Mitchell Library, State Library of New South Wales

Baker letter, 17 December 1919 / H. Baker
MLDOC 1285

[Transcriber’s note: This is a letter from Lieut. H Baker of the Lancashire Fusiliers enclosing a record of his experiences in Strohen Prisoner of War Camp in Germany and his recollections of Australian soldiers he met in the camp and their attempts to escape.]

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72, Coal Clough Lane,
Lancs. England.
17 December, 1919

Dear Sir,

I duly received your letter.
The enclosed are the particulars I had in mind when it was suggested to me that I should write you.
If you think they are of any use you are at liberty to use them, and as for payment I do not require it; you might if you feel so inclined send an acknowledgement to the typist who is doing the work.

Yours faithfully,

H. Baker

P.S. Another I recall was Lieut. Anthony A.I.F. who, disguised as a Tommy, went with a fatigue party to clean out the pigstyes outside the Lager at Strohen. He did not return, but hid amongst the straw etc. in the pigstye. He successfully got away but was recaptured close to the Frontier, whilst endeavouring to cross the river Ems by a bridge.


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Taken a Prisoner of War in October 1916, I met, during my captivity, a considerable number of Australian Officers. I came into contact and near made friendships with many, due chiefly to mutual efforts to escape from captivity. My diary was taken from me before leaving Germany, hence there are many names I have forgotten. Amongst those whom I particularly remember are Captain Gore, M.C. (Adelaide) Captain Mott, Lieutenant Honeysett (Hobart Tasmania) and Lieut Brine. In conjunction with Capt. Gore and Lieut. Honeysett I entered into many attempts to escape from Strohen P. of W. Lager in Germany. After many failures Lieut. Honeysett made a daring attempt to escape from Strohen by giving a sentry the slip as he was being conducted from the Lager to the Commandant’s Office, a distance of only a few hundred yards. Several sentries fired; it was dusk; one shot hit Lieut. Honeysett in the leg and he was immediately re-captured. This did not daunt him from other attempts. Sent to Holzminden Lager, he and another Australian Officer got away and in Winter weather were successful in getting within a very short distance of the Frontier when they were unfortunately recaptured.

Captain Mott, who had been very seriously wounded when captured surprised his friends, who did not think him fit enough to make the attempt, by calmly walking out of the Lager one evening by the aid of a duplicate key of one of the gates which he had ‘procured’. He was the first Australian Officer Prisoner of War to successfully reach Holland: His attempt and success was all the more praiseworthy considering his condition, as he was by no means recovered from his wounds. Lieut. Brine was one day carried out in the “Dust Bin",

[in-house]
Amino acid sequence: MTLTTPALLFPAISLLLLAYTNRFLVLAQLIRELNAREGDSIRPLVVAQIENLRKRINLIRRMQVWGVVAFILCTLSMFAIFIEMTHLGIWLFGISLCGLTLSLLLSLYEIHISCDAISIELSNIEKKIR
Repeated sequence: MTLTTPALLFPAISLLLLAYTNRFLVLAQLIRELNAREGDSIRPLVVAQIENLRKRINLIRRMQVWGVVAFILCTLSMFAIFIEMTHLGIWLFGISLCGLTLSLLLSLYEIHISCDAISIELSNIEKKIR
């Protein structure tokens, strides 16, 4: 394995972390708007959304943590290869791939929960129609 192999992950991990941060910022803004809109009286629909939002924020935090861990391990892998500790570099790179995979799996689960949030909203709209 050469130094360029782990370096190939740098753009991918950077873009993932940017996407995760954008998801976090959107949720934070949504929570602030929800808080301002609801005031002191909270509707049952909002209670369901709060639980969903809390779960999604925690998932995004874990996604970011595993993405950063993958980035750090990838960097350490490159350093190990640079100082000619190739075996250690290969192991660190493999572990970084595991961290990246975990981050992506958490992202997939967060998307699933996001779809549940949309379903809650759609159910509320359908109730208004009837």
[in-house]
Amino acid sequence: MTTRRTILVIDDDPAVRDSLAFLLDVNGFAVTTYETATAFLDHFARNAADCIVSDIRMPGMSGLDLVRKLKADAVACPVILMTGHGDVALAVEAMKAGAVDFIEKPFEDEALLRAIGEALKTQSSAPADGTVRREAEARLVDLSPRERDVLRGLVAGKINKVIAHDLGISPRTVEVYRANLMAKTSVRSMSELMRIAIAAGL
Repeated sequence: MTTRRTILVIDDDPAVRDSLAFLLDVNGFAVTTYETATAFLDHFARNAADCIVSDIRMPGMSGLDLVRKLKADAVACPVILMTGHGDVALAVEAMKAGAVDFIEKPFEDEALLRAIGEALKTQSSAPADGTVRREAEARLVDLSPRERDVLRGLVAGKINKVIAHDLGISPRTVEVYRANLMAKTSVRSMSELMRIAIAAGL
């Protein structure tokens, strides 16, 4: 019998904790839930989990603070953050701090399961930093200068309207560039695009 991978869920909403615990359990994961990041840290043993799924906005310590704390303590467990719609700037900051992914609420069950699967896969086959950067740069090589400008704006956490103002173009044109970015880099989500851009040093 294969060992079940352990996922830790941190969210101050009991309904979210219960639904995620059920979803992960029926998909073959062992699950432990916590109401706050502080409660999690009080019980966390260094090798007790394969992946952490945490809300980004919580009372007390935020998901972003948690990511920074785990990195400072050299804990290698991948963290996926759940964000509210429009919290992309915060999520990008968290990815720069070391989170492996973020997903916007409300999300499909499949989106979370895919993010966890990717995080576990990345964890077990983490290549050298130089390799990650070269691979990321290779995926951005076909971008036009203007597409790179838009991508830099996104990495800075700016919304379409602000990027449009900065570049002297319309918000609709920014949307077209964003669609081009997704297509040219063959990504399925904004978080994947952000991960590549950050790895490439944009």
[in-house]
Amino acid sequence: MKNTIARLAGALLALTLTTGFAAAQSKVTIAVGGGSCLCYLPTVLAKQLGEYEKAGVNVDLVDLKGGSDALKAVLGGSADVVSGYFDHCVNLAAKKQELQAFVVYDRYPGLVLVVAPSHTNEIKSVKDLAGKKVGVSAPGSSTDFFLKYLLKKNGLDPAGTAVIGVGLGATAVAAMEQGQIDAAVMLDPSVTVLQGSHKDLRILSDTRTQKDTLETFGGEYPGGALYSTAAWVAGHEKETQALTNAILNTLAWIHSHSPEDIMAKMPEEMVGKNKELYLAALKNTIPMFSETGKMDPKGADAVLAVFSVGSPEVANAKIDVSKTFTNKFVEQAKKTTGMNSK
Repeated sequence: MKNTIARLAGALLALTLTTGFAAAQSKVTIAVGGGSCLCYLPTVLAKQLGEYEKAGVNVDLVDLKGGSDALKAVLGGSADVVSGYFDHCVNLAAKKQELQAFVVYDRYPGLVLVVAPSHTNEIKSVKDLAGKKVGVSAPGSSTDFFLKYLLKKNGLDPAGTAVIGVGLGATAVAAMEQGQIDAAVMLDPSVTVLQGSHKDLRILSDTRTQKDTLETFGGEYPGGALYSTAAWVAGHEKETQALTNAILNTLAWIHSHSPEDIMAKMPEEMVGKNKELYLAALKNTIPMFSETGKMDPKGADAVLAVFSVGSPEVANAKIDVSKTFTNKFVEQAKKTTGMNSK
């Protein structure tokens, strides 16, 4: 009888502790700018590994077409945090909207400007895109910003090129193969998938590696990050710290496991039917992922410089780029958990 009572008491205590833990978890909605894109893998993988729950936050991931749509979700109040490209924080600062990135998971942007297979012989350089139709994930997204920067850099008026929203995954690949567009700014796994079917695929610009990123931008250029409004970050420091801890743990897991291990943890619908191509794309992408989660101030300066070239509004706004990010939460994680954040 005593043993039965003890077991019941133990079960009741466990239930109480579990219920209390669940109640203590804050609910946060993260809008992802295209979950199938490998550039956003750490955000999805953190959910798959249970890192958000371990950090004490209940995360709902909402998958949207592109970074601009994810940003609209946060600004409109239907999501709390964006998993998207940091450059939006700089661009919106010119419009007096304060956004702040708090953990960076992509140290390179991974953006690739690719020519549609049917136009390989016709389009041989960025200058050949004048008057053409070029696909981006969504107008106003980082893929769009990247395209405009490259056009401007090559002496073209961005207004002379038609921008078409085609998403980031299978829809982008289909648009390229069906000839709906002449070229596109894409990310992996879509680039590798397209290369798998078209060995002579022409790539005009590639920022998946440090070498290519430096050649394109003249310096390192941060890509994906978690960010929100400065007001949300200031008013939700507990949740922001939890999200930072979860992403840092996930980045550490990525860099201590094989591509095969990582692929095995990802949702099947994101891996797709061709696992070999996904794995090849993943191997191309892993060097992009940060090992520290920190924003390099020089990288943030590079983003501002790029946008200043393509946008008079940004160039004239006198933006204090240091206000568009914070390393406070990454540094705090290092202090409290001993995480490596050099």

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tipped into the tippler-wagons which were then wheeled out of the Lager by British Tommies (who were in the secret) under the charge of German Sentries. The Tippler-wagon was left in position to be tipped the following day, Lieut. Brine’s idea being to await darkness and then make good his escape. Unfortunately a few hungry Huns from the adjacent village tipped up the wagon, and out rolled poor Brine, dazed by the fall to such an extent that they had secured him before he was able to realise what had happened.

Captain Gore, M.C. and the writer were unsuccessful in an attempt to escape from Strohen in Nov. 1917: However, we deceived the Huns (by hiding) into believing that we had actually escaped; this deception we kept up under difficulties until January 1918 when we were successful in escaping by cutting the wires at nightfall. In wintry weather we had a difficult and exciting time, eventually reaching the river Ems about five miles from the frontier; here we found the river in such a state of flood that we were unable to carry out our idea of swimming across; the bridges were strongly guarded at both sides; boats or rafts were nowhere to be seen and eventually, after five days we were recaptured by Dutch Gendarmes who had evidently been informed by workmen who had seen us. We were kept nine days in the civil jail at Meppen and eventually sent to Holzminden where that arch-Hun Capt. Niemeyer kept us in solitary confinement for seven weeks.

Another daring escape was made by Captain Gardner, from Strohen Lager, where he was then the senior Australian Officer. In full view of two sentries he cut the wires and, although fired upon, persevered and was successful in getting away although immediately the alarm was given and a large search party sent out. Unfortunately he was recaptured a few days later.

H. Baker
Late Lieut.
The Lancashire Fusiliers

[Transcribed by Judy Gimbert for the State Library of New South Wales]